On the move Featured

8:00pm EDT April 25, 2007
“Location, location, location” is more cliché than constructive when it comes to office leasing decisions. Finding the right location, negotiating terms, designing and building the space and moving in typically takes nine to 18 months in the best of circumstances. The process can easily take much longer, especially in a tight, active market like Tampa Bay where appropriate space can be difficult to locate, contractors are overworked and landlords are in a strong negotiating position.

That’s why an estimated 75 percent of Fortune 500 companies use tenant representative brokers to manage the space selection and negotiation processes, according to Jeffrey Lanning, office specialist with Colliers Arnold Commercial Real Estate Services in Tampa.

Lanning spoke with Smart Business about factors to consider in a lease, potential hidden costs and the role of tenant representative brokers.

What are some important lease considerations that businesses may not be aware of?

A main reason businesses move is dissatisfaction with their landlord/building management. Landlords are differentiated by how quickly management responds to maintenance requests; whether there is on-site management that can respond to emergencies, maintenance of the building’s appearance and mechanical systems; and their aggressiveness in charging tenants for routine maintenance. Management fees and operating expenses can vary significantly among similar properties.

Lesser-known factors include how much debt the facility is carrying, whether critical maintenance and improvements have been performed or deferred, the makeup of the current tenant base, security and construction in the area.

Why isn’t base rent a true indicator of lease cost?

Landlords structure their leases one of three basic ways:

Full service, which covers everything for the tenant except their phone and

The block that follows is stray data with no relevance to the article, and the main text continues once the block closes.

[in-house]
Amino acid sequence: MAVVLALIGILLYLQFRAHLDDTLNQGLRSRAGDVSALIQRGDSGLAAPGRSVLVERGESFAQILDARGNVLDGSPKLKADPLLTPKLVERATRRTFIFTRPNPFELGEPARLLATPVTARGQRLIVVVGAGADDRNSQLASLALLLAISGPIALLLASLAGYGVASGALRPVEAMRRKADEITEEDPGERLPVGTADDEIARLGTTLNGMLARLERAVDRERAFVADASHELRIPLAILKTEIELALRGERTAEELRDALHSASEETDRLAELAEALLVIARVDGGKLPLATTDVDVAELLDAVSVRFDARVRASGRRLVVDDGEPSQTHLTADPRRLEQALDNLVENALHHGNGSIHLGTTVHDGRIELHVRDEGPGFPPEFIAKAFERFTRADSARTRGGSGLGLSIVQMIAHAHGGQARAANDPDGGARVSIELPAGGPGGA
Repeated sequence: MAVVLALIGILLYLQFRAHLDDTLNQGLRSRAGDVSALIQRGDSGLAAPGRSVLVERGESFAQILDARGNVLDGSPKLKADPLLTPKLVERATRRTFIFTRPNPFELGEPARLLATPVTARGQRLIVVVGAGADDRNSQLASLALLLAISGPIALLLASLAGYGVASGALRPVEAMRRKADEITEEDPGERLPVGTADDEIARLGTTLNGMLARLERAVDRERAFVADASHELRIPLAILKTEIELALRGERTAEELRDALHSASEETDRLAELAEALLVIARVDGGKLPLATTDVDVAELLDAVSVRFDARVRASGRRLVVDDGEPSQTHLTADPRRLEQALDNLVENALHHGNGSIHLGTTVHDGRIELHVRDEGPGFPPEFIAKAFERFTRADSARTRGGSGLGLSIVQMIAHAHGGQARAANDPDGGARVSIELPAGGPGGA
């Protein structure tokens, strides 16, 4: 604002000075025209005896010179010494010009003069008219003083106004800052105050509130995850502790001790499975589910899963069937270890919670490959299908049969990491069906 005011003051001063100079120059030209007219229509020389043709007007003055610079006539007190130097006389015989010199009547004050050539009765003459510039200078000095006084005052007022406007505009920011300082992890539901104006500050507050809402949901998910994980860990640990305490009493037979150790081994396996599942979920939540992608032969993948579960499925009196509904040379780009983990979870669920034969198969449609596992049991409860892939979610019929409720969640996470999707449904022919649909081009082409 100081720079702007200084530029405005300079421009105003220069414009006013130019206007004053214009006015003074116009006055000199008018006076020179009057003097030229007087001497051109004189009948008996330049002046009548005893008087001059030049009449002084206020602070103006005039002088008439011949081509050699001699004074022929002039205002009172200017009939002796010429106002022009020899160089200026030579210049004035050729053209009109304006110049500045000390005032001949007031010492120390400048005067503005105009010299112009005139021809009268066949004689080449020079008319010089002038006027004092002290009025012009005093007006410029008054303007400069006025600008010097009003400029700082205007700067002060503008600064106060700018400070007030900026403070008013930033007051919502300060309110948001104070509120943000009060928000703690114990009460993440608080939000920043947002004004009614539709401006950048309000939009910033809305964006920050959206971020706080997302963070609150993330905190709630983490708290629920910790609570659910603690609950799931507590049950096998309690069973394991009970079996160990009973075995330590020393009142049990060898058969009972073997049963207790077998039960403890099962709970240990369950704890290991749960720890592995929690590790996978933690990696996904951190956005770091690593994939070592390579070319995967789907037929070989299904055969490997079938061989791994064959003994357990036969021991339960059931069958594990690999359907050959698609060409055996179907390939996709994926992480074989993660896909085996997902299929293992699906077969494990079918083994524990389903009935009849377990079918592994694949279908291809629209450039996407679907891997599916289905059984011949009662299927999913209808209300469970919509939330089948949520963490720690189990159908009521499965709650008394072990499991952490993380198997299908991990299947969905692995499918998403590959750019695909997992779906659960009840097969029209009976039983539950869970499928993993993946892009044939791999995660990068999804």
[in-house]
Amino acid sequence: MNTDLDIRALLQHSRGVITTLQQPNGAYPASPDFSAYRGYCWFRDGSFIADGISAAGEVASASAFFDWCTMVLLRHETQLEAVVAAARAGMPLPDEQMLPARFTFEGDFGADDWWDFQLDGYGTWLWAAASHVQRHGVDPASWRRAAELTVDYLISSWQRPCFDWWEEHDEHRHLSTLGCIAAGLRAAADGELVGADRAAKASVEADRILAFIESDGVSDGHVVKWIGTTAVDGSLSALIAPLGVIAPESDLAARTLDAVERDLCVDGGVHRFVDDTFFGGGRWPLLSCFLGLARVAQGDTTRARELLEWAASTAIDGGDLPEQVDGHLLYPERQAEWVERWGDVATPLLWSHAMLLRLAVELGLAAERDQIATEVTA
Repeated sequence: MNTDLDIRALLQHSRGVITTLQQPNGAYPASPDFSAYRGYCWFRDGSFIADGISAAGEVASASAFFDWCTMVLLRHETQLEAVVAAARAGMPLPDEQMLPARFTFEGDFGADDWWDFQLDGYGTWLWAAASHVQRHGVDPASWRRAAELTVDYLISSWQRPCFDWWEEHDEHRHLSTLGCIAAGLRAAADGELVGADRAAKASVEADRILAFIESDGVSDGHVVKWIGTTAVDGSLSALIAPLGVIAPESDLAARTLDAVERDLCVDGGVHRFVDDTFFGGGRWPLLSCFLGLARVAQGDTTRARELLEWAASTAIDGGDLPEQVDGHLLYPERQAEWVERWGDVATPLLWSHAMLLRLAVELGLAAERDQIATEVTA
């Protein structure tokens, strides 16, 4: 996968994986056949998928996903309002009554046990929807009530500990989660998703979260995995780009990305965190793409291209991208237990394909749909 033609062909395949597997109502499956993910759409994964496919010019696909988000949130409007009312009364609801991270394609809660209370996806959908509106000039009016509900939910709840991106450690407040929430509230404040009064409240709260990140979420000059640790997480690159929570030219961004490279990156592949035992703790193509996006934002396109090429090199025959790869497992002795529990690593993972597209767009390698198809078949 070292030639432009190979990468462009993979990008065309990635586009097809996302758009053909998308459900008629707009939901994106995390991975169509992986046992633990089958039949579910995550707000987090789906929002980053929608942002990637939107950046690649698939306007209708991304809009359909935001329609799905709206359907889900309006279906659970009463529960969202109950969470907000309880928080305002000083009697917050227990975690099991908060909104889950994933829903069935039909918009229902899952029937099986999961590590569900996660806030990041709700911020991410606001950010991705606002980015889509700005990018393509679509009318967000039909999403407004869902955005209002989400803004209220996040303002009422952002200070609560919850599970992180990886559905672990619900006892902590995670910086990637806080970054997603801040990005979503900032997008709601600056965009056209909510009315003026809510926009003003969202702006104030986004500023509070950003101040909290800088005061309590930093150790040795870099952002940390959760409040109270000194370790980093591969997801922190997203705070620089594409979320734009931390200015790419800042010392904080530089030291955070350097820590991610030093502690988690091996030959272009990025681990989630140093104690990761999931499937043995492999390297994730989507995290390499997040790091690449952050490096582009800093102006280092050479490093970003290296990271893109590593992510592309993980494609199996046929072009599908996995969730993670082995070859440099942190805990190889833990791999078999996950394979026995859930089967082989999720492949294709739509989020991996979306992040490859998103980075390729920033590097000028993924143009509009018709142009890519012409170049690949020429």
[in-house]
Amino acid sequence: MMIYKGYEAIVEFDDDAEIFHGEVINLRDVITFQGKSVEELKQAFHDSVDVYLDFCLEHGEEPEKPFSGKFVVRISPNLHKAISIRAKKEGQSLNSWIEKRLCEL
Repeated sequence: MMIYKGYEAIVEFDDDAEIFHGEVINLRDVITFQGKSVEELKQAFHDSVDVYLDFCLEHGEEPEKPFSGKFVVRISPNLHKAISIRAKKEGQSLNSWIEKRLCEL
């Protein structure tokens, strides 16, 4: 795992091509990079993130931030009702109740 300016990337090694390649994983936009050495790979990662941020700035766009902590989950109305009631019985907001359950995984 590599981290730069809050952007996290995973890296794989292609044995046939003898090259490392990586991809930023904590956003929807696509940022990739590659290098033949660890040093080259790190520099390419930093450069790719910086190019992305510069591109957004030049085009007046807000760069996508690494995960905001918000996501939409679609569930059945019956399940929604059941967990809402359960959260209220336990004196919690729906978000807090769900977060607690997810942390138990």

Modified gross, in which the tenant also pays his or her own electric bill and janitorial fees

Triple net, which has the lowest base rent, but the tenant pays separately for all operating expenses including, but not limited to, building insurance, property taxes, maintenance for common areas, electric and janitorial.

There are still a lot of variables within these categories. For example, if it is a full-service lease, there may be a separate charge for electricity and air conditioning used after normal office hours. There may be separate charges for parking, overtime for certain types of maintenance and other operating expenses. Other items that lead to the overall value of the lease are rights of refusal on expansion space, renewal options, repairs, improvements and replacement clauses, termination clauses, etc.

Traditional office buildings are full service, but even that doesn’t make it simple for the tenant. Full-service leases still have pass-through costs that change every year. Pass-through costs are for all operating expenses such as building insurance, property taxes, maintenance for common areas, electric and janitorial.

Recently, insurance has become a big variable. In the last year-and-a-half, it has increased 200 percent to as much as 1,000 percent.

Pass-through expenses can be capped and negotiated.

What role does a tenant rep broker play?

The tenant rep broker is there to protect your interests. He or she will find appropriate properties, further investigate the buildings, negotiate the lease, and can manage renewals because they know various conditions and terms in different submarkets. He or she also knows which landlords are more willing to negotiate. Tenant rep brokers make sense for leases of 2,000 square feet or more.

If a business is thinking about moving, the tenant rep broker should be involved very early. He or she will provide a detailed analysis of the client’s needs and can immediately rule out some buildings and landlords. The broker will also save the business a lot of time in lease negotiations. We tell our clients to expect the moving process to take nine to 18 months. They often think it won’t take that long, but that is a realistic number.

What should businesses look for in a tenant representative broker?

Expertise in both the geographic area and the product type. A firm that did a great job for you with industrial leasing in Atlanta isn’t necessarily good at finding office space in Tampa. Local experts know about the buildings in the area, which saves time and money. They also know who the good and bad landlords are, who’s moving and what space might be coming available. In a tight market, you can’t afford to work with an inexperienced representative that slows down the process, because it could easily cost you a critical opportunity.

JEFFREY LANNING is an office specialist and tenant representative broker with Colliers Arnold Commercial Real Estate Services, which was founded in the Tampa Bay area more than 30 years ago. Reach him at jlanning@colliersarnold.com or (813) 221-2290.